R.I.P. The late Brittany Murphy last year. [Photos: PacificCoastNewsOnline.com]

Brittany's husband, Simon Monjack, says he is vindicated by the accidental death findings, but officials want to know why so many pills were prescribed at all.

A member of the Coroner's Office recently went to Simon Monjack to assist them in locating the doctor who prescribed the meds, but he was not any help.

Why are we not surprised in the least?

The cause of Murphy's death is listed as "accidental" - the result of pneumonia, prescription and over-the-counter drugs - but is still far from a closed case.

Will the missing doctor be found? And if so, will he ultimately face legal action like the enablers/doctors who treated Anna Nicole Smith and Michael Jackson?

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According to Brittany Murphy's recently-released autopsy, "multiple medications were present in the blood, with elevated levels of hydrocodone, acetaminophen, and chlorpheniramine."

Because these were prescription drugs, not illegal ones, attention-loving husband Simon Monjack says the report vindicates him.

"She never did anything that she was accused of!" Monjack told Us Weekly. "We never hid anything. And that's been the case with everything in our marriage. Maybe with her death, people will start to realize - yes, we had a lot of prescriptions around, but if you look at some of them, they date from 2001!"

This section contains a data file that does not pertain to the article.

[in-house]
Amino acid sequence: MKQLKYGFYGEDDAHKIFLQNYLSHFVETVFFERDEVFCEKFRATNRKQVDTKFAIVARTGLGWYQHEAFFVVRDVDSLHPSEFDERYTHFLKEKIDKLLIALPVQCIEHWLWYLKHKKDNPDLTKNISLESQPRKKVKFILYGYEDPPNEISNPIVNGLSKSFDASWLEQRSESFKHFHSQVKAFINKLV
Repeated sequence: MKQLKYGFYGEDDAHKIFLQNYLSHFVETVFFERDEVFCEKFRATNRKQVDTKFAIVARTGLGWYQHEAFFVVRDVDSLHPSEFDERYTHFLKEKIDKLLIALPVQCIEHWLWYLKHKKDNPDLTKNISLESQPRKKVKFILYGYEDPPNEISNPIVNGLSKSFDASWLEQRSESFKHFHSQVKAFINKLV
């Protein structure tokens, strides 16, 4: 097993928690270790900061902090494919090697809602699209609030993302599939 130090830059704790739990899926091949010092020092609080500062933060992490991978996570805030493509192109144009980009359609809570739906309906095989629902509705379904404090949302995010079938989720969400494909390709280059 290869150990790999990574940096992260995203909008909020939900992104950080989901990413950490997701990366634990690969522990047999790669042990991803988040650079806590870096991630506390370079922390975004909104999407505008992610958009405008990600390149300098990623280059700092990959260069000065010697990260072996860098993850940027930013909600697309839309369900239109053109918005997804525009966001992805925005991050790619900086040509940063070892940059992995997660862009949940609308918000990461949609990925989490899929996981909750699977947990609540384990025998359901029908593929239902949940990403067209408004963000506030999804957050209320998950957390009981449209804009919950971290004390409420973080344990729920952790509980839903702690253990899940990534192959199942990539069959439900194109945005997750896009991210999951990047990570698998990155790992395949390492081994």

Simon and Brittany

Monjack - who has been accused of setting up a fake charity in his late wife's name in order to extort mourners - says he found "solace" in the autopsy and rejects the idea that Murphy's death could have been prevented.

"Any death could be prevented," he said. "It's a tragedy."

True. But this wasn't the case of someone getting hit by a drunken driver. Murphy's death has been ruled an "accident," but either Brittany, Simon or both were negligent in some manner when it came to the medication in her system.

In the end, Monjack wants people to leave him alone and "stop coming out with these ridiculous stories" about his relationship with the actress.

"Our marriage was dogged by these ridiculous rumors. Brittany's life was dogged by ridiculous rumors, and the truth always wins out," Simon said. "I hope people have the sense to really understand that everything was beautiful and wonderful in our relationship and so pure."